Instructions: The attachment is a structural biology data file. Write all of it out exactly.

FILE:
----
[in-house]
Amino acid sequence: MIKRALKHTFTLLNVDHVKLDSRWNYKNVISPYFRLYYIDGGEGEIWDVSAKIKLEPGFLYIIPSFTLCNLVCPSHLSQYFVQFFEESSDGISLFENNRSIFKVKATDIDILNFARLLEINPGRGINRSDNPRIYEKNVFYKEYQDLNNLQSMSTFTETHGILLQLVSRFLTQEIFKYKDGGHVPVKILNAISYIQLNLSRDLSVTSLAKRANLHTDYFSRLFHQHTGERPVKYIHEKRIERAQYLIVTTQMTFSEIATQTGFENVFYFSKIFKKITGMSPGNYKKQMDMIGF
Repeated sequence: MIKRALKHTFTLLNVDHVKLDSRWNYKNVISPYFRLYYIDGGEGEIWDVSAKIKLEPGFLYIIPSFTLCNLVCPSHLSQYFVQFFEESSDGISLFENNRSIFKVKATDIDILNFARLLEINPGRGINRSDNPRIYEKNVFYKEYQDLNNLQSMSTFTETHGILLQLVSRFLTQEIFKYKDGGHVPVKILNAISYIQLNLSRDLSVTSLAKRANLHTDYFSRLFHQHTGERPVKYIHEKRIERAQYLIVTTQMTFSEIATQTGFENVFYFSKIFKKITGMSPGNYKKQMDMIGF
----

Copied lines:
[in-house]
Amino acid sequence: MIKRALKHTFTLLNVDHVKLDSRWNYKNVISPYFRLYYIDGGEGEIWDVSAKIKLEPGFLYIIPSFTLCNLVCPSHLSQYFVQFFEESSDGISLFENNRSIFKVKATDIDILNFARLLEINPGRGINRSDNPRIYEKNVFYKEYQDLNNLQSMSTFTETHGILLQLVSRFLTQEIFKYKDGGHVPVKILNAISYIQLNLSRDLSVTSLAKRANLHTDYFSRLFHQHTGERPVKYIHEKRIERAQYLIVTTQMTFSEIATQTGFENVFYFSKIFKKITGMSPGNYKKQMDMIGF
Repeated sequence: MIKRALKHTFTLLNVDHVKLDSRWNYKNVISPYFRLYYIDGGEGEIWDVSAKIKLEPGFLYIIPSFTLCNLVCPSHLSQYFVQFFEESSDGISLFENNRSIFKVKATDIDILNFARLLEINPGRGINRSDNPRIYEKNVFYKEYQDLNNLQSMSTFTETHGILLQLVSRFLTQEIFKYKDGGHVPVKILNAISYIQLNLSRDLSVTSLAKRANLHTDYFSRLFHQHTGERPVKYIHEKRIERAQYLIVTTQMTFSEIATQTGFENVFYFSKIFKKITGMSPGNYKKQMDMIGF